deletes a name from the file system.
If that name was the
last link to a file and no processes have the file open the file is
deleted and the space it was using is made available for reuse.
If the name was the last link to a file but any processes still have
the file open the file will remain in existence until the last file
descriptor referring to it is closed.
If the name referred to a symbolic link the link is removed.
If the name referred to a socket, fifo or device the name for it is
removed but processes which have the object open may continue to use
On success, zero is returned.
On error, -1 is returned, and
is set appropriately.
Write access to the directory containing
is not allowed for the process's effective UID, or one of the
did not allow search permission.
EBUSY (not on Linux)
cannot be unlinked because it is being used by the system
or another process and the implementation considers this an error.
points outside your accessible address space.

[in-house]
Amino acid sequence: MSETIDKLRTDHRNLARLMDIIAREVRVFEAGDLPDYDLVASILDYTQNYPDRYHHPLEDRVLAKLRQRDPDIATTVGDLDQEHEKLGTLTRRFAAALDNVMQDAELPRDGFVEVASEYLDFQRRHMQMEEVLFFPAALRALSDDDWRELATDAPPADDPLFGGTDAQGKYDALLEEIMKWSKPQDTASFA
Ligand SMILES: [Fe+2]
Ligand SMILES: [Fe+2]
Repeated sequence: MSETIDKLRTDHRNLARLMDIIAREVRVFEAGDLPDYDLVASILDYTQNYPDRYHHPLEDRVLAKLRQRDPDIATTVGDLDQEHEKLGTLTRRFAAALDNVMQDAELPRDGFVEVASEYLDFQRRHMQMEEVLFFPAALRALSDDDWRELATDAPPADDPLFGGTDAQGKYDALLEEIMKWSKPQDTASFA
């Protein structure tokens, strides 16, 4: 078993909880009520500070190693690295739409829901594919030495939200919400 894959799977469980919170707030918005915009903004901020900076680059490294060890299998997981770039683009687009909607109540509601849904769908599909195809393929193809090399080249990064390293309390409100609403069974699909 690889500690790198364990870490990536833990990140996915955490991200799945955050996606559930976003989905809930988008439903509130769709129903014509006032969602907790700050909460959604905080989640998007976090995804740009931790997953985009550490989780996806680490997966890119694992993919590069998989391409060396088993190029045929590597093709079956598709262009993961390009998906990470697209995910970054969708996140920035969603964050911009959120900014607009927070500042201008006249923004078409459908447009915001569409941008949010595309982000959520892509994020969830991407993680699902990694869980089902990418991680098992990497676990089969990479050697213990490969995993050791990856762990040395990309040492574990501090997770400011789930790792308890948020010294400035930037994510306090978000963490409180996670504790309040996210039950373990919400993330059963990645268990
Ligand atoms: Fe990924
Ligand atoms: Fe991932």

An I/O error occurred.
refers to a directory.
(This is the non-POSIX value returned by Linux since 2.1.132.)
Too many symbolic links were encountered in translating
pathname was too long.
A component in
does not exist or is a dangling symbolic link, or
Insufficient kernel memory was available.
A component used as a directory in
is not, in fact, a directory.
The system does not allow unlinking of directories,
or unlinking of directories requires privileges that the
calling process doesn't have.
(This is the POSIX prescribed error return;
as noted above, Linux returns
for this case.)
EPERM (Linux only)
The file system does not allow unlinking of files.
EPERM or EACCES
The directory containing
has the sticky bit
set and the process's effective UID is neither the UID of the file to
be deleted nor that of the directory containing it, and
the process is not privileged (Linux: does not have the
refers to a file on a read-only file system.
SVr4, 4.3BSD, POSIX.1-2001.
Infelicities in the protocol underlying NFS can cause the unexpected
disappearance of files which are still being used.